1. Trav, I agree. I hope Lopez can get healthy and heat up in Tacoma, and Boonie can get hot so we can get a major league ready pitcher for him. I'd love a young, powerful left-handed arm for the bullpen. Looking toward the future, the solid core of the bullpen will be Putz, Soriano, Mateo, and perhaps Sherrill. A hard-throwing lefty set-up man is the missing ingredient. Matt Thornton has the fastball, but lacks the control...if he hasn't developed the control by now, I'm not sure he ever will.

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  2. Seriously, what the hell is up with Aaron Sele?

    Trav this sentence was a mouthful:
    "He looks like a hitter feels like a hitter, and as of his call up is a hitter", yet for some reason I fully understood it. That's the beauty of baseball jargon.

    There may be more talented SS options in the M's system (Tui, Jones), but there is something about Morse that you can't help liking. He seems to have that "I'm just happy to be here, I'll do whatever skip needs me to do" attitude, and is able to shake off his growing pains.

    The perfect example is this-In the Washington series he made a nice play in the hole with a man on third and two outs. But he rushed himself and couldn't get the ball out of his glove. Run scores. The next night, the exact same situation, and he makes the play. Granted, he made an error in every game of that series, and there is nothing "measurable" about that, but there is something to be said for growth like that.

    Keep sending Mikey Morse out there, he's a fun guy to watch.

    I am a fan of the sabermetrics movement, but there are certain intangibles that make baseball great as well. OK that's enough, a couple beers in my has me rambling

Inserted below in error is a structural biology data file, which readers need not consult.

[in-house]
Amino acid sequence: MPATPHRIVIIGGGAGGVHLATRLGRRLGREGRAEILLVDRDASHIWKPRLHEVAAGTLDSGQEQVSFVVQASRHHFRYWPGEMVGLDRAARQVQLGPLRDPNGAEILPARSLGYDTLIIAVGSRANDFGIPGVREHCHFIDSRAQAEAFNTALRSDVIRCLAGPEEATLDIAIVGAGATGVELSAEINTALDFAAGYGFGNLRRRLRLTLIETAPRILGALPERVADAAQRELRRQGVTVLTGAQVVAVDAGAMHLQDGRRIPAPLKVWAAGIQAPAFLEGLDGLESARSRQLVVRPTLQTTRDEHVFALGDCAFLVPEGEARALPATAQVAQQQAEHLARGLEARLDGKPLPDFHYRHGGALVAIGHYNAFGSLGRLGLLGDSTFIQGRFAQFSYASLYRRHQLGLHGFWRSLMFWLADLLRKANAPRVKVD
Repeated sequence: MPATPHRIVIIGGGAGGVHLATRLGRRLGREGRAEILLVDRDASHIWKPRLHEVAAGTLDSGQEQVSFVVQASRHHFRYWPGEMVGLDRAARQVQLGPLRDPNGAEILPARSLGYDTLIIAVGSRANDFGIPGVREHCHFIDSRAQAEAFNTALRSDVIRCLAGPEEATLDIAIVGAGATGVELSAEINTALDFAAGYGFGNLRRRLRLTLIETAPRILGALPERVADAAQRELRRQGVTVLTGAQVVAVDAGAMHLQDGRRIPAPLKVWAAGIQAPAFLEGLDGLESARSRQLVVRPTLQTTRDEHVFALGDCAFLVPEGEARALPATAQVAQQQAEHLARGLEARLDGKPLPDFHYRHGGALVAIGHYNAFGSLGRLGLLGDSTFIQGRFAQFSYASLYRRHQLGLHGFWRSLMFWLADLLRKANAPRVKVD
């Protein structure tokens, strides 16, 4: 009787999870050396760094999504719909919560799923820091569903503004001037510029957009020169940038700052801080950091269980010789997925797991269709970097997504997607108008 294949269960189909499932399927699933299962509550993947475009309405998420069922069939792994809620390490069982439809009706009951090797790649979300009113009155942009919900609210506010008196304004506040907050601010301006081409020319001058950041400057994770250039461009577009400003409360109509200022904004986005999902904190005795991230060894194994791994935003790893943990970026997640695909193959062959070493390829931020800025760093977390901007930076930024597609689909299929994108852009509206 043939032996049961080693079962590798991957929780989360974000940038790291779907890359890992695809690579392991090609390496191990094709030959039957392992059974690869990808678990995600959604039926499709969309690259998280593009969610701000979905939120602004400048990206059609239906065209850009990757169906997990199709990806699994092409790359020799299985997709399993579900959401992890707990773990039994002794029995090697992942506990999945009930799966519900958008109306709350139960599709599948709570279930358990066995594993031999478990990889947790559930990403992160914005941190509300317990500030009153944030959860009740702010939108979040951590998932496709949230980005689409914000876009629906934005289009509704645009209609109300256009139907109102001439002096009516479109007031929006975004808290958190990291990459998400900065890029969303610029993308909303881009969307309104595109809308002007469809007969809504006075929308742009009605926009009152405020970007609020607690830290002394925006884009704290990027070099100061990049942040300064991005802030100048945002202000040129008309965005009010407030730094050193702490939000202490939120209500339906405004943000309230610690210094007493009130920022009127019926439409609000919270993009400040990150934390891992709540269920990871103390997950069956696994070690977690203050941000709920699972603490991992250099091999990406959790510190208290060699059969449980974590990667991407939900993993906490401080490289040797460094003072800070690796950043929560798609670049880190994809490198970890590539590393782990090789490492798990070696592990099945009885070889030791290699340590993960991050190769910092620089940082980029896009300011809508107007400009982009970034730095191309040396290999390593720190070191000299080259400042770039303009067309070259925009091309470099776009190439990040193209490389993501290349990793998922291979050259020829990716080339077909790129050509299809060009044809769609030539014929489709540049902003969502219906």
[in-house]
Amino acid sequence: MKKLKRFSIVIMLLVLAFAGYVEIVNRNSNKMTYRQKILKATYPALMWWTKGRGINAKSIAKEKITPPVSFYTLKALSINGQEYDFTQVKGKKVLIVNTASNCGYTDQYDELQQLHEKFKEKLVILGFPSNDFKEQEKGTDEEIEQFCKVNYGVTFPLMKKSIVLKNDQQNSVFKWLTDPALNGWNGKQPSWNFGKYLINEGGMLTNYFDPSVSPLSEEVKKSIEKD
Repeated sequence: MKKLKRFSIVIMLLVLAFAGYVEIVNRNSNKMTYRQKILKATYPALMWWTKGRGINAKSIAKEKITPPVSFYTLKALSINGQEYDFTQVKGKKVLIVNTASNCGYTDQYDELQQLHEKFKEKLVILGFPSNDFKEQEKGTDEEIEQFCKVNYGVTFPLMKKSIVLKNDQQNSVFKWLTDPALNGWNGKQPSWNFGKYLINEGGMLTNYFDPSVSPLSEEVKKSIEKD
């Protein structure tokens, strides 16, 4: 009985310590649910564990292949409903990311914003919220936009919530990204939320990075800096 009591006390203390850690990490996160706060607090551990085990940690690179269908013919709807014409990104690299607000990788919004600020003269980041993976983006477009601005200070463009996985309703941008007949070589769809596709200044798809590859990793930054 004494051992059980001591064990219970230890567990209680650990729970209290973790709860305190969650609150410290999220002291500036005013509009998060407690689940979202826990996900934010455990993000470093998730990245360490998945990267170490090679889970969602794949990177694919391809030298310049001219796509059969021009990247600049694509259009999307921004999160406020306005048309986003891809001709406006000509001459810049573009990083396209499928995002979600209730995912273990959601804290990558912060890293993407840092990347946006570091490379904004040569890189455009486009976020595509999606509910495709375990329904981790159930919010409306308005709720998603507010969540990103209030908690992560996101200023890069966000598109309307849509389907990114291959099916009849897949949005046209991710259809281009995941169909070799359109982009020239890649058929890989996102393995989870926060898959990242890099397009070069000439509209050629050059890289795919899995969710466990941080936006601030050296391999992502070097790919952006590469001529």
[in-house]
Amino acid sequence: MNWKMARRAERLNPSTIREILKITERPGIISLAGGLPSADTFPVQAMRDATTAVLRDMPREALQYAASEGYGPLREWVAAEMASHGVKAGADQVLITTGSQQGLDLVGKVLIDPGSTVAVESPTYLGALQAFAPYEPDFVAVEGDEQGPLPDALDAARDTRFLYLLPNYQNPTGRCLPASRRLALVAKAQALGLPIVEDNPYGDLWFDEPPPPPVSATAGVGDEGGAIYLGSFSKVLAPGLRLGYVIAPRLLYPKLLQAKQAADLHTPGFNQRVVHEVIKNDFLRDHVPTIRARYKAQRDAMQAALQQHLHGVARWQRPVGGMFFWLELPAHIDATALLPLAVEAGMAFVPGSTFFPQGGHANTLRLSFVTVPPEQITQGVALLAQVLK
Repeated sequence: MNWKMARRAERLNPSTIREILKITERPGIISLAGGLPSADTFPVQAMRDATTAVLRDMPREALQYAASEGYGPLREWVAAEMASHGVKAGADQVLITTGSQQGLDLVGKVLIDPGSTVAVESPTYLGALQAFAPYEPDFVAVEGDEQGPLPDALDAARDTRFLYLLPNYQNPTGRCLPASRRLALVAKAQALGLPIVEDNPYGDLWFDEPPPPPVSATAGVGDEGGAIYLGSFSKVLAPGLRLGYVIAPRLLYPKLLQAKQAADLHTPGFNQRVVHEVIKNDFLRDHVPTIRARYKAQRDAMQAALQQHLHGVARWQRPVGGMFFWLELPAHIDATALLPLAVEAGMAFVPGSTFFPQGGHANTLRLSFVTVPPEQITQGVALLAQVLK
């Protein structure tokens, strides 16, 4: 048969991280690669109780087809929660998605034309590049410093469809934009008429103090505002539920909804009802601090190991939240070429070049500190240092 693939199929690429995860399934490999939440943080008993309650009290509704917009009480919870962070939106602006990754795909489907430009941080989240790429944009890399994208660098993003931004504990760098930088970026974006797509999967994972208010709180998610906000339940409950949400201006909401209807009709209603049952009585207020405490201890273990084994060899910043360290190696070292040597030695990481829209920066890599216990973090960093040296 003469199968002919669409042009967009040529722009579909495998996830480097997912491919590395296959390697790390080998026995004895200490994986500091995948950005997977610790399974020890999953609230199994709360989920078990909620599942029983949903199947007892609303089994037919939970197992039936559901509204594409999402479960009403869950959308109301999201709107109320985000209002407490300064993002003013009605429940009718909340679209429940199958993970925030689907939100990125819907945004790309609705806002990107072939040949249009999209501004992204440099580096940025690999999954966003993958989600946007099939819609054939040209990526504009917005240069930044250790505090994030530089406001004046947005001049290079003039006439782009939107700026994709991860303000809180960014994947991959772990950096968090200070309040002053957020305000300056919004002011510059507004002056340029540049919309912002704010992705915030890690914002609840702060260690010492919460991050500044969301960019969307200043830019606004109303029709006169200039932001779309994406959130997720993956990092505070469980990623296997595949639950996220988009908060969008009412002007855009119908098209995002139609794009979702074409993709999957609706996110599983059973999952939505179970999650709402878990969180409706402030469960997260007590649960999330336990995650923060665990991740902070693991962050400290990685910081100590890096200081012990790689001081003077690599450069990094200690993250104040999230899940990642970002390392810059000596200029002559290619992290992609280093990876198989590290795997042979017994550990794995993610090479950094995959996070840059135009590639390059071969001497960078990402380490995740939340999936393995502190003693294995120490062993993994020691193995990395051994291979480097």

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  3. Morse is cool, no doubt. I like his confidence more than anything. It would be cool to think that we got a starting shortstop and a starting center fielder for Freddy - even as the pain of losing him still hits me once in a while.

    We'll see if Morse carry his momentum through the rest of the season and into spring training. That's a long time from now.

    [Note: I was just about to type in a cynical cup-of-coffee statistical anomaly comment (yes, that's the technical term) like "he's only two 0-fers away from hitting a .150" However, after some repeated calculations, shocked stares at my Windows calculator, and rubbing my eyes, I'm happy to report that if our new buddy Mike (or the Morse variety, not the supplanted Timberline fellow) were to go 0-20, over the next week, he'd still be batting a salty .286...

    That's all for now. I'm dropping the ball on the Game 64 recap.

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  4. Wow, I hardly ever think of Freddy Garcia anymore. I realize I hadn't thought about Garcia in almost a month when I noticed the ESPNews Ticker telling me he was starting against the Dodgers. Sure there are times we could use a guys like him, especially the way our starting pitching started off the season. Just the same, I sure like what we got in return for him.

    Maybe Olivo will turn things around and get his bat back. If not, we still have a good centerfielder from that trade, plus a player who looks like he could be a very good shortstop!